Puerto Rico Calls in Bankruptcy Lawyers and Today’s Other Top Stories


Puerto Rico’s fiscal turmoil took a turn for the worse yesterday, after the WSJ reported that the commonwealth’s fiscal agent has hired a well-known restructuring law firm, raising the prospect that the financially troubled island is preparing to revamp its finances.

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The Government Development Bank for Puerto Rico, which oversees all of the commonwealth’s debt deals, announced it had hired restructuring lawyers at white-shoe New York law firm Cleary Gottlieb Steen & Hamilton.

Emily Glazer and Mike Cherney report on the hire in Wall Street Journal:

“It is unclear what Cleary Gottlieb’s role will be for the Government Development Bank for Puerto Rico, which announced in early March it is working with a unit of restructuring adviser Millstein & Co. to analyze its liquidity, debt load and cash flow as it tries to boost its finances.”

Cleary, is a well known specialist law firm which has represented many financially challenged government clients in the past, including Greece, Iraq, Iceland and Argentina.

The news spells trouble for Puerto Rico bondholders who stand to suffer large losses if the government is successful in restructuring its debt load.

There is added concern for investors because, unlike Detroit and other United States municipalities, Puerto Rico cannot file for federal bankruptcy protection, making the prospect of a restructuring by the commonwealth potentially even more uncertain to creditors because there is no clear template.


Todays Other Top Stories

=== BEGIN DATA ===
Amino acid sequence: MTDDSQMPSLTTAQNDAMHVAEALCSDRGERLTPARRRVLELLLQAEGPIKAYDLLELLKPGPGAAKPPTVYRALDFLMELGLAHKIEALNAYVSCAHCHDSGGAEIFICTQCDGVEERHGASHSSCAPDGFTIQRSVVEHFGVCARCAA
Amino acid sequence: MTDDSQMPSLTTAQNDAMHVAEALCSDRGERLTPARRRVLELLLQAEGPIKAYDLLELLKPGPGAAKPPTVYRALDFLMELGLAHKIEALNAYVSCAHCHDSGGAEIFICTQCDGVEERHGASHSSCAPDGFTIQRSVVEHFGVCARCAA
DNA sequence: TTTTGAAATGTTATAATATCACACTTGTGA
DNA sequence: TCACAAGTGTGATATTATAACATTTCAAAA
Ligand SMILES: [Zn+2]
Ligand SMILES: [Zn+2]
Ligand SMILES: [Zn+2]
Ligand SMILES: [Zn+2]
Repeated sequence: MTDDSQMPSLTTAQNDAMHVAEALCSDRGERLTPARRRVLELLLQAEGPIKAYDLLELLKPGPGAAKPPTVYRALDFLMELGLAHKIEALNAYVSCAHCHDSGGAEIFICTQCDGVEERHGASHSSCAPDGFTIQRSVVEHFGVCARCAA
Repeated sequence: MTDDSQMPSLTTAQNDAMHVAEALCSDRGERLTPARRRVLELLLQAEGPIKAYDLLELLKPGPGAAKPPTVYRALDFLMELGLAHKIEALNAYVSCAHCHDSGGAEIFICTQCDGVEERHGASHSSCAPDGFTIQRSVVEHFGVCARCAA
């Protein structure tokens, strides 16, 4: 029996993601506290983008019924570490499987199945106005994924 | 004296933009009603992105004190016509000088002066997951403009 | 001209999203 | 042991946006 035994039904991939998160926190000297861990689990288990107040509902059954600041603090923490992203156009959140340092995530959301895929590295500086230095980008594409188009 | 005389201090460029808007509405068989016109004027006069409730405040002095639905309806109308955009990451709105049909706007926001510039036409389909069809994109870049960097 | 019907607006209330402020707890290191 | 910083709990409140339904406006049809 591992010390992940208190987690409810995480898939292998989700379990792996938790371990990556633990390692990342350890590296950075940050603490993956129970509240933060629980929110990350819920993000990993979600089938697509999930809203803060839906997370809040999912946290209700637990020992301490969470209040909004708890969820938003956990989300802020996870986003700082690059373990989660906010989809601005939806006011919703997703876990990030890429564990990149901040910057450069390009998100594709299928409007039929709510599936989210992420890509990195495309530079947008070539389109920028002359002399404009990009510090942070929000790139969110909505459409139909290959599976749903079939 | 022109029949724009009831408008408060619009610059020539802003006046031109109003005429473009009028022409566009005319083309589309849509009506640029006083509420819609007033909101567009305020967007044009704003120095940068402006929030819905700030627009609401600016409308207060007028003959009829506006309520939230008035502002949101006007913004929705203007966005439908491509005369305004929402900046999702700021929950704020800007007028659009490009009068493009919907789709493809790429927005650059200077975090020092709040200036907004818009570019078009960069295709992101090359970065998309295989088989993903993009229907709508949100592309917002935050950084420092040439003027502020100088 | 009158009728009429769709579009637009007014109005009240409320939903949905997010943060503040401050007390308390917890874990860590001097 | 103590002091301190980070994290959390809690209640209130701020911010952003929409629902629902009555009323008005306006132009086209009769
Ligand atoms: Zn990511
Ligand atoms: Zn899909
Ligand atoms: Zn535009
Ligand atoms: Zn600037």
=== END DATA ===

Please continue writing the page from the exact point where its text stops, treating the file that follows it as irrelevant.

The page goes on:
Municipal Bonds

Kiplinger: – A Muni fund that pays more. – It’s been a feeble year for municipal bond funds. But if you’re looking for decent yield and you’re in a high tax bracket, muni bonds, which pay interest that is generally free of federal income taxes, still make sense.

Bloomberg: – Westchester joins record wave of N.Y. pension IOUs. – New York state and localities including Westchester County borrowed a record $1.4 billion to cover retirement contributions this year, showing how even the wealthiest communities are struggling to make the payments.

ETF Trends: – Muni ETFs stand out in fixed-income space. –  In the fixed-income market, investors may find that municipal bonds and related exchange traded funds are a more attractive play than Treasuries or corporate debt.


Income Investing

LearnBonds: – Breaking down March jobs data. – The March jobs data is finally in. The ink was not yet dry before the rationalization, excuses and truth stretching began. We break down the jobs data and report the U.S. employment situation as we see it.


Treasury Bonds

Motley Fool: – How positive jobs numbers could lead to a bond sell-off. – iShares Barclays 20+ Year Treasury Bond  could see renewed selling pressure after last week’s nonfarm payroll employment report confirmed that the economy is in a steady recovery. According to the U.S. Bureau of Labor Statistics, nonfarm payroll employment rose by 192,000 in March, slightly beating estimates of 185,000. The unemployment rate was flat at 6.7%.

Fox Business: – Wall Street sells off as shift from risk persists. – U.S. equity markets took a hit for the third-straight session as traders ditched risky assets in favor of safe havens like utilities, consumer staples and Treasury bonds.

WSJ: – Treasury bonds move higher. – Treasury bonds extended their winning streak into a third straight session on Monday as concerns that the Federal Reserve may raise interest rates sooner than expected continued to ease.


Corporate Bonds

Otmane El Rhazi: – Corporate bonds aren’t the next bubble despite low yields. – U.S. corporate bonds are not in a bubble despite the spread over Treasuries falling below a 25-year average this month, said an economist with Capital Economics.


High Yield